Potassium Chloride Dangers

Potassium, in large doses, can be fatal.
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Potassium chloride is one of the most versatile chemical compounds available. It is the ingredient used in most salt substitutes. Medically, the National Institutes of Health writes that it is used as a supplement for people who are potassium-deficient, or intravenously for people who may be dehydrated. Commercially, it is available in multiple departments at home improvement centers. While it is undoubtedly a helpful element, potassium chloride is also dangerous when overused or ingested in toxic concentrations.


According to the Mayo Clinic, hyperkalemia is a condition caused by too much potassium in the blood. The kidneys remove potassium from the bloodstream, but kidney functions are typically reduced in hyperkalemics, according to the National Library of Medicine. There are no specific symptoms of hyperkalemia, as those with the condition have irregular heartbeat, weak pulse and/or nausea. The primary result of hyperkalemia is cardiac arrest.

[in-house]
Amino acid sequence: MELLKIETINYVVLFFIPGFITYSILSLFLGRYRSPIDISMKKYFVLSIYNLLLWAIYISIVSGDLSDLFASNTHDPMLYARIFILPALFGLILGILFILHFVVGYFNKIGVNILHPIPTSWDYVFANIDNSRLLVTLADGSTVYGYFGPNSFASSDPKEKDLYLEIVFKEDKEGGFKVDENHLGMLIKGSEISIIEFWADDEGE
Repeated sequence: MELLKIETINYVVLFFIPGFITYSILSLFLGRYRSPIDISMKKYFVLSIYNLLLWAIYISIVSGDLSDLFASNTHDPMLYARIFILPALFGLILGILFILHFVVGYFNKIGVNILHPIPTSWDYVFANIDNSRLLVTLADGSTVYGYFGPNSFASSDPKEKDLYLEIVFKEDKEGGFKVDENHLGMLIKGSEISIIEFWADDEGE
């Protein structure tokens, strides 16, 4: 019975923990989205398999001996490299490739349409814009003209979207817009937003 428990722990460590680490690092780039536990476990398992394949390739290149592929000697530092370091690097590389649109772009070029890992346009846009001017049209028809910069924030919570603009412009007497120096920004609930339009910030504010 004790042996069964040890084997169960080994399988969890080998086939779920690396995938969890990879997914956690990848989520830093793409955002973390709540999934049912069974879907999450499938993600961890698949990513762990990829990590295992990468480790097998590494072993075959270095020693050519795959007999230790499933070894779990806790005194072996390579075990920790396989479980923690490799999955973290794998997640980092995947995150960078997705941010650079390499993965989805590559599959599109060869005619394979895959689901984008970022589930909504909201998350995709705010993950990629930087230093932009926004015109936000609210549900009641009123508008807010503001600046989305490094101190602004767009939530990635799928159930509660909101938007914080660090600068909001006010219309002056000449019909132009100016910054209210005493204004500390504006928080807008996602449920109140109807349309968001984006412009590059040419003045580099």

Gastrointestinal Irritation

Overdosing on potassium chloride or ingesting high concentrations, like those used in ice melters or industrial applications, can cause gastrointestinal distress. According to its material safety data sheet, or MSDS, potassium chloride can cause irritation and vomiting. The National Library of Medicine writes that it can ulcerate the lining of the digestive tract, causing bleeding and pain.

Renal Failure

The International Programme on Chemical Safety, or IPCS, reports that renal failure is a result of potassium chloride overdose. The kidneys filter the blood, removing chemicals and impurities. Too much potassium overwhelms the kidneys and poisons them. The resulting shutdown leads to blood toxicity and the potential for cardiac arrest.

Rash and Chemical Burn

Highly-concentrated potassium chloride is known to burn human skin. Simply touching crystals or pellets will not cause a burn, according to the IPCS and its MSDS, as the compound is in a stable state. Potassium chloride is activated when wet. When the human skin comes in contact with the activated chemical, it can burn or ulcerate the skin.